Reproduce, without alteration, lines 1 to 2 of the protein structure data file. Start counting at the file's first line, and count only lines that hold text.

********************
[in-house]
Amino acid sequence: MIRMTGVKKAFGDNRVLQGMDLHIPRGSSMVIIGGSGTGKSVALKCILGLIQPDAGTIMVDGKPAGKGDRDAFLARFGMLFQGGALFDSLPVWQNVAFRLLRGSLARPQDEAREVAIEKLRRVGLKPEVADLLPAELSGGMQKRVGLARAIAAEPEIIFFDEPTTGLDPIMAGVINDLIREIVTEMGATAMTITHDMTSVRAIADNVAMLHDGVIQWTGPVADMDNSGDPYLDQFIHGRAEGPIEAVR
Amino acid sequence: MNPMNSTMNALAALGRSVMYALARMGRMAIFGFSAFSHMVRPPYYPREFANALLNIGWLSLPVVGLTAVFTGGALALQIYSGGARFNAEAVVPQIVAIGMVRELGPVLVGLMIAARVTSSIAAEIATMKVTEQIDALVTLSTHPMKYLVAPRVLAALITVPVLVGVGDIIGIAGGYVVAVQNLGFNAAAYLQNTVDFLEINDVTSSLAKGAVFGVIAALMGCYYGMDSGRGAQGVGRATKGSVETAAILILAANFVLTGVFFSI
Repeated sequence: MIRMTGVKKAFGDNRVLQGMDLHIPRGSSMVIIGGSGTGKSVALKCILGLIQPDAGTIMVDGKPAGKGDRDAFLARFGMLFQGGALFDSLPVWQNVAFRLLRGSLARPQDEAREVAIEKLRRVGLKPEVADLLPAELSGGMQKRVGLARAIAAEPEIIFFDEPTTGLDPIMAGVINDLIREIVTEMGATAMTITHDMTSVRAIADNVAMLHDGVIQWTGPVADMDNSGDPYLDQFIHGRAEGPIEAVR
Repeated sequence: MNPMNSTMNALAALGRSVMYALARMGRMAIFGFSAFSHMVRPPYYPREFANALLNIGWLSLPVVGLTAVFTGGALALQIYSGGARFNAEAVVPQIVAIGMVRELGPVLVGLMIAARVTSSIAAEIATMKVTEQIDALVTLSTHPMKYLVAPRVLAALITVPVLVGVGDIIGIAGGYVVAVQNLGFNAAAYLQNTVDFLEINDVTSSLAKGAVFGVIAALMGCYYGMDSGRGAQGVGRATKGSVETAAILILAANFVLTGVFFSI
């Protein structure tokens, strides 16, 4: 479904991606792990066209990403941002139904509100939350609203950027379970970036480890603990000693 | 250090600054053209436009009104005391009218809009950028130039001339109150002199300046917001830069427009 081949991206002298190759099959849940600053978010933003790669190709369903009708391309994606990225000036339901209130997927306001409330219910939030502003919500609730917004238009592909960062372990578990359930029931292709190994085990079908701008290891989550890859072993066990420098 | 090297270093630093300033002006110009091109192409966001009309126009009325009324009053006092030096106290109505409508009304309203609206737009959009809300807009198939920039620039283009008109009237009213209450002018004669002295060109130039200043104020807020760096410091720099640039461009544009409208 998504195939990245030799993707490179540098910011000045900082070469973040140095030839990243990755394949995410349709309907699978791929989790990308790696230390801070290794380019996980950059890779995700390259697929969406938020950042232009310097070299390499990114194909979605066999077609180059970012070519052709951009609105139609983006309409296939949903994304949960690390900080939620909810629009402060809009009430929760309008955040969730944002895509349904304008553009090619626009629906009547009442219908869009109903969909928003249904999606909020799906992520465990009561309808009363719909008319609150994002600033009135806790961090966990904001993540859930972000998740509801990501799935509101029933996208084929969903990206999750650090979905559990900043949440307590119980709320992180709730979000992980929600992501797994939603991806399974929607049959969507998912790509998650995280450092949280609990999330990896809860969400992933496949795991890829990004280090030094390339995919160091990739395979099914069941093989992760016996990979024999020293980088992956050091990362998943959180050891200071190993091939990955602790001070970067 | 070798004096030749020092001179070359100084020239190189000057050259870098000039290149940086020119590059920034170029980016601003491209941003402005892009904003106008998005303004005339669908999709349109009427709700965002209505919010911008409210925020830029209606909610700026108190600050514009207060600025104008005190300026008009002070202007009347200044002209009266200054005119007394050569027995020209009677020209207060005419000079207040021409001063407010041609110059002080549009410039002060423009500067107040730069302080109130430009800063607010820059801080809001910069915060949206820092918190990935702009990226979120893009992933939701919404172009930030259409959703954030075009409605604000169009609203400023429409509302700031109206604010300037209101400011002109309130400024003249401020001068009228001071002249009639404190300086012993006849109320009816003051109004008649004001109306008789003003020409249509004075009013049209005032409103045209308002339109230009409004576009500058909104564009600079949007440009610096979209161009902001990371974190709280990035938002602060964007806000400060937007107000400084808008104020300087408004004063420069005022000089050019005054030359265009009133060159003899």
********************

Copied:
[in-house]
Amino acid sequence: MIRMTGVKKAFGDNRVLQGMDLHIPRGSSMVIIGGSGTGKSVALKCILGLIQPDAGTIMVDGKPAGKGDRDAFLARFGMLFQGGALFDSLPVWQNVAFRLLRGSLARPQDEAREVAIEKLRRVGLKPEVADLLPAELSGGMQKRVGLARAIAAEPEIIFFDEPTTGLDPIMAGVINDLIREIVTEMGATAMTITHDMTSVRAIADNVAMLHDGVIQWTGPVADMDNSGDPYLDQFIHGRAEGPIEAVR